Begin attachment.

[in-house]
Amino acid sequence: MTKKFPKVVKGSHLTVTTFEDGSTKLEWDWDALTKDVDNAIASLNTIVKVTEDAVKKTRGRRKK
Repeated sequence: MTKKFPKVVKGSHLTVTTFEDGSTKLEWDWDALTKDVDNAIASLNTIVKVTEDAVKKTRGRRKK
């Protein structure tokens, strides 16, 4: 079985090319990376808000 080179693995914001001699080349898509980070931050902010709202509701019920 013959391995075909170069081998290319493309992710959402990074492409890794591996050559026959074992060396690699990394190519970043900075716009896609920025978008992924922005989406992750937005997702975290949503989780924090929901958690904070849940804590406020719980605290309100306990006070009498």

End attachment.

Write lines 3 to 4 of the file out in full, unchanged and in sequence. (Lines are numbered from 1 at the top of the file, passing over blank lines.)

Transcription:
Repeated sequence: MTKKFPKVVKGSHLTVTTFEDGSTKLEWDWDALTKDVDNAIASLNTIVKVTEDAVKKTRGRRKK
């Protein structure tokens, strides 16, 4: 079985090319990376808000 080179693995914001001699080349898509980070931050902010709202509701019920 013959391995075909170069081998290319493309992710959402990074492409890794591996050559026959074992060396690699990394190519970043900075716009896609920025978008992924922005989406992750937005997702975290949503989780924090929901958690904070849940804590406020719980605290309100306990006070009498």